3. Progress Report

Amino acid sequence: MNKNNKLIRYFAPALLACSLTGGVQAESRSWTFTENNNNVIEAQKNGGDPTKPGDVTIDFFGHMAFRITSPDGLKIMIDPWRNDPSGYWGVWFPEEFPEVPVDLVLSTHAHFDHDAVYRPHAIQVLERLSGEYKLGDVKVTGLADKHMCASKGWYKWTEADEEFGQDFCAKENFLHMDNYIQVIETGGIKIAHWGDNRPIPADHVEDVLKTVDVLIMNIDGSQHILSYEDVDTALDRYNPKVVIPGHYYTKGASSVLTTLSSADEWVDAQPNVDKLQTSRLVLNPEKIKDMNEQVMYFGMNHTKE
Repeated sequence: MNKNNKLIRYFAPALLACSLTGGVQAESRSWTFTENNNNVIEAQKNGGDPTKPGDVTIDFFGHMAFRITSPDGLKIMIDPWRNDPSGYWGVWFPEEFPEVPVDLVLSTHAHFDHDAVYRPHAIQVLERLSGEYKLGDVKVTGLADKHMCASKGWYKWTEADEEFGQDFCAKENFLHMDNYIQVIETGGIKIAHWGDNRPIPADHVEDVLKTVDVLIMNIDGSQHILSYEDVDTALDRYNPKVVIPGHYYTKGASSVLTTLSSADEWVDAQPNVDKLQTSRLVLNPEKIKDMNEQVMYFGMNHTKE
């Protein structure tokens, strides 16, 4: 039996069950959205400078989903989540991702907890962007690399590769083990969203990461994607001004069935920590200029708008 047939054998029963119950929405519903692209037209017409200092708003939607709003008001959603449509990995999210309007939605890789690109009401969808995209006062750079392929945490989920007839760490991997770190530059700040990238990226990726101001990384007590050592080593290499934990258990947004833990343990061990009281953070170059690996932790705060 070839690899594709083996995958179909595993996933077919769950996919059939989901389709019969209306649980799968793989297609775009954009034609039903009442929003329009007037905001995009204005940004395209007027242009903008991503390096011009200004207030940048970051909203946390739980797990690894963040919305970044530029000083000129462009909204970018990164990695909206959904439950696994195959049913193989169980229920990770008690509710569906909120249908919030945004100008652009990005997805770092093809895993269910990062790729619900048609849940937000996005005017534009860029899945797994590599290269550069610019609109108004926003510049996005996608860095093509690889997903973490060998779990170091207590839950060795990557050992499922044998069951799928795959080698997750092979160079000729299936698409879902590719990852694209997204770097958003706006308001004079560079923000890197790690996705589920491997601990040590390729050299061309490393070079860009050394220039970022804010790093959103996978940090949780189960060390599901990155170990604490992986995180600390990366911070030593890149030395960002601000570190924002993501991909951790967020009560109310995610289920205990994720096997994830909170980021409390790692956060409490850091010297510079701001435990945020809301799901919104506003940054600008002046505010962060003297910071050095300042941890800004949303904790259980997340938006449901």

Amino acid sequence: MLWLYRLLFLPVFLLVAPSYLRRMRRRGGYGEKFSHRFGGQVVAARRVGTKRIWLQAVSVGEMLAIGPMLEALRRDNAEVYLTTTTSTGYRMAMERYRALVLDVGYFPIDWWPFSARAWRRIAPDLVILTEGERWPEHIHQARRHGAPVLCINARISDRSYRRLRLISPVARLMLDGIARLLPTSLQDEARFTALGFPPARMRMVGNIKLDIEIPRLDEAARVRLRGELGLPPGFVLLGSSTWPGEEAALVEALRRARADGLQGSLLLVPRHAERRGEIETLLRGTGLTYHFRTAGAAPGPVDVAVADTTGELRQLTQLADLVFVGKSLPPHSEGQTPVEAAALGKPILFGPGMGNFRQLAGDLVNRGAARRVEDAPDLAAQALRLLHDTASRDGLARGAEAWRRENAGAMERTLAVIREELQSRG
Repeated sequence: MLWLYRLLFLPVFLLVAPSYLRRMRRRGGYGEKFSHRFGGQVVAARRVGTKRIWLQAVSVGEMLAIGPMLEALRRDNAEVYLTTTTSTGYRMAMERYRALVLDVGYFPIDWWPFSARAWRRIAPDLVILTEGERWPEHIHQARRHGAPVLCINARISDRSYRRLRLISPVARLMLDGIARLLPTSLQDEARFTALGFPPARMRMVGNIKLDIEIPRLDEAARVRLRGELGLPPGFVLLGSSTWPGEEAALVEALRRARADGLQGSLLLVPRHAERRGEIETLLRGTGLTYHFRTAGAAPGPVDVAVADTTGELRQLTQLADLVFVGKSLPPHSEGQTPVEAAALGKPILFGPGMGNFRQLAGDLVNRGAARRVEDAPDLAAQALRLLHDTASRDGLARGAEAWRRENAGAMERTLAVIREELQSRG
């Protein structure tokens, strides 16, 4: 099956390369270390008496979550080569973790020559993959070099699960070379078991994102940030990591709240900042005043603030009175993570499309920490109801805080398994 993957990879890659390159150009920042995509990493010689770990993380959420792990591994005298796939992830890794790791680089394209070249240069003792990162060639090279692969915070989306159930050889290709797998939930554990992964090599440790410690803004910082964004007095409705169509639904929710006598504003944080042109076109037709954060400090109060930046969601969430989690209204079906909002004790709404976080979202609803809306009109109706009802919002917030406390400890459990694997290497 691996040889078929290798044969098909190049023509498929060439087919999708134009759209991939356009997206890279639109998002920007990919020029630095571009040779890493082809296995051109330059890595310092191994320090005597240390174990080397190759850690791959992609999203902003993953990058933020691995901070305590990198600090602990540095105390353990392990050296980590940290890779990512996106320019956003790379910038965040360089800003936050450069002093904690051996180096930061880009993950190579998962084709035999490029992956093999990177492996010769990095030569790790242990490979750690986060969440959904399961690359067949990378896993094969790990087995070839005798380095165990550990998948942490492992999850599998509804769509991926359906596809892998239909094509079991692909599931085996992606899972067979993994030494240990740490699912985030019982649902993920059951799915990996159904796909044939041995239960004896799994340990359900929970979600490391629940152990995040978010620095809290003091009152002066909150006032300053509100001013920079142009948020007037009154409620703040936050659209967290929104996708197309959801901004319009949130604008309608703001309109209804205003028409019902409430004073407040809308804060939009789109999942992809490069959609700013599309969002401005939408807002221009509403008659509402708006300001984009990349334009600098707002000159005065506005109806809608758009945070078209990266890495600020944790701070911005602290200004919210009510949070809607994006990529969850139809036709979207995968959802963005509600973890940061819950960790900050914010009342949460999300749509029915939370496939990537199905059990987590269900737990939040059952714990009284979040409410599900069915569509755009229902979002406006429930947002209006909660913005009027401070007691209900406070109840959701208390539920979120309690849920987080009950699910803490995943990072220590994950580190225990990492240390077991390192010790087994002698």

Fire ant decapitating flies that develop in fire ants infected with the fire ant pathogen Kneallhazia (=Thelohania) solenopsae, can acquire the pathogen. We recently found that K. solenopsae was transmitted to fire ant colonies by feeding them infected parasitic flies. This is the first direct evidence that fire ant decapitating phorid flies can vector a fire ant pathogen. A new fly, Pseudacteon cultellatus, was released and recovered after 6 months, thus it survived at least one full generation in the field. This fly specializes small workers found in multiple-queen fire ant colonies. Overall decapitating fly parasitism rates (several species have been released) from fire ant colonies around Gainesville, FL varied between 1 and 5% or more. The first ant DNA virus, SiDNV, was discovered from the fire ant. Studies to characterize and evaluate its impacts on fire ant colonies are underway. Genome integration of S. invicta RNA virus 1 (SINV-1) into the fire ant host genome was found to not occur – important result supporting the potential of this virus as a microbial insecticide. These studies provide critical basic information necessary to exploit the viruses as microbial agents against fire ants. Unit scientists are the world authorities on viruses in ants. A patent application was filed on RNAi to silence genes critical to normal functioning of fire ant colonies. A Cooperative Research and Development Agreement was put in place that will facilitate the development of RNAi for control. An invention disclosure was submitted and approved for the use of RNAi silencing to silence a key fire ant receptor gene. Natural product derived extracts and compounds were evaluated as fire ant repellents, useful to exclude fire ants where they are not wanted. Alarm pheromone levels over time in workers and female sexuals/queens were determined. Queens have an unusual pattern over time suggesting unknown alarm pheromone functions. A draft genome of the fire ant was generated. Several unique aspects of the genome are likely linked to the complex social behavior of this species. These data provide a new resource for functional genomic studies. A population genetic study of introduced fire ants revealed that a number of queens mate with more than one male depending on the social form of her first male mate. A comprehensive population genetic study of fire ants in China revealed several patterns regarding the invasion history, routes of subsequent dispersal, and signatures of genetic bottlenecks of this pest ant species in China. Two commercially available ant baits (containing metabolic or nerve inhibitors) consistently killed colonies of the invasive crazy ant, Nylanderia pubens. However commercially available insect growth regulating (IGR) baits had minimal effects although they were predicted to have better potential against this ant. Collections of the invasive crazy ants, N. pubens, were made from four regions in Florida and their genome sequenced. This information will be used to survey crazy ant populations for pathogens, e.g. viruses, and may lead to new biological control agents for this invasive ant.